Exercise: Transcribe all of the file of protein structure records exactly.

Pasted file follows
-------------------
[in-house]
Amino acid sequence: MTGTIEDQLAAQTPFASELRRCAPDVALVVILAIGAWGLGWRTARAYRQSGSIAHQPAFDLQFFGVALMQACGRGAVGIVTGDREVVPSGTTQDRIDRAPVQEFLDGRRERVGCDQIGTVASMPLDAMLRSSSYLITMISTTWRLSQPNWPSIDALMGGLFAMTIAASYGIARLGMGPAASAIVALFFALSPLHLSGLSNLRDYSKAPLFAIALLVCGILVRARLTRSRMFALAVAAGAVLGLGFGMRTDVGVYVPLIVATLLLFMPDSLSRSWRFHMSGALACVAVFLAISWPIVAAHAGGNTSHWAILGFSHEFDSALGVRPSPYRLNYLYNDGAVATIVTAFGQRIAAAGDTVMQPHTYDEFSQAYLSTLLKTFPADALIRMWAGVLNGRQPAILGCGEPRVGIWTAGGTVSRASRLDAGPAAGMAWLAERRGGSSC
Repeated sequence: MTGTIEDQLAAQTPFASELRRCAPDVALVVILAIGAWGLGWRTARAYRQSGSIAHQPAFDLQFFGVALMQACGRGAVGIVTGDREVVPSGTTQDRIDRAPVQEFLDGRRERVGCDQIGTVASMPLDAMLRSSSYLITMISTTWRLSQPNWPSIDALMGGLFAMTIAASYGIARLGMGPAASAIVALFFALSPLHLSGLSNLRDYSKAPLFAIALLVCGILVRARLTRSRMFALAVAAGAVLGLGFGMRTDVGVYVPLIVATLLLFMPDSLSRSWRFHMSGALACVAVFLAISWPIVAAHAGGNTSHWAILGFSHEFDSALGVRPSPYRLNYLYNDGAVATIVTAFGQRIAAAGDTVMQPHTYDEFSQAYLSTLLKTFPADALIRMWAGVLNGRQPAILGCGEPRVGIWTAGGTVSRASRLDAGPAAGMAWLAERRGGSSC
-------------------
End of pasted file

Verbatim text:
[in-house]
Amino acid sequence: MTGTIEDQLAAQTPFASELRRCAPDVALVVILAIGAWGLGWRTARAYRQSGSIAHQPAFDLQFFGVALMQACGRGAVGIVTGDREVVPSGTTQDRIDRAPVQEFLDGRRERVGCDQIGTVASMPLDAMLRSSSYLITMISTTWRLSQPNWPSIDALMGGLFAMTIAASYGIARLGMGPAASAIVALFFALSPLHLSGLSNLRDYSKAPLFAIALLVCGILVRARLTRSRMFALAVAAGAVLGLGFGMRTDVGVYVPLIVATLLLFMPDSLSRSWRFHMSGALACVAVFLAISWPIVAAHAGGNTSHWAILGFSHEFDSALGVRPSPYRLNYLYNDGAVATIVTAFGQRIAAAGDTVMQPHTYDEFSQAYLSTLLKTFPADALIRMWAGVLNGRQPAILGCGEPRVGIWTAGGTVSRASRLDAGPAAGMAWLAERRGGSSC
Repeated sequence: MTGTIEDQLAAQTPFASELRRCAPDVALVVILAIGAWGLGWRTARAYRQSGSIAHQPAFDLQFFGVALMQACGRGAVGIVTGDREVVPSGTTQDRIDRAPVQEFLDGRRERVGCDQIGTVASMPLDAMLRSSSYLITMISTTWRLSQPNWPSIDALMGGLFAMTIAASYGIARLGMGPAASAIVALFFALSPLHLSGLSNLRDYSKAPLFAIALLVCGILVRARLTRSRMFALAVAAGAVLGLGFGMRTDVGVYVPLIVATLLLFMPDSLSRSWRFHMSGALACVAVFLAISWPIVAAHAGGNTSHWAILGFSHEFDSALGVRPSPYRLNYLYNDGAVATIVTAFGQRIAAAGDTVMQPHTYDEFSQAYLSTLLKTFPADALIRMWAGVLNGRQPAILGCGEPRVGIWTAGGTVSRASRLDAGPAAGMAWLAERRGGSSC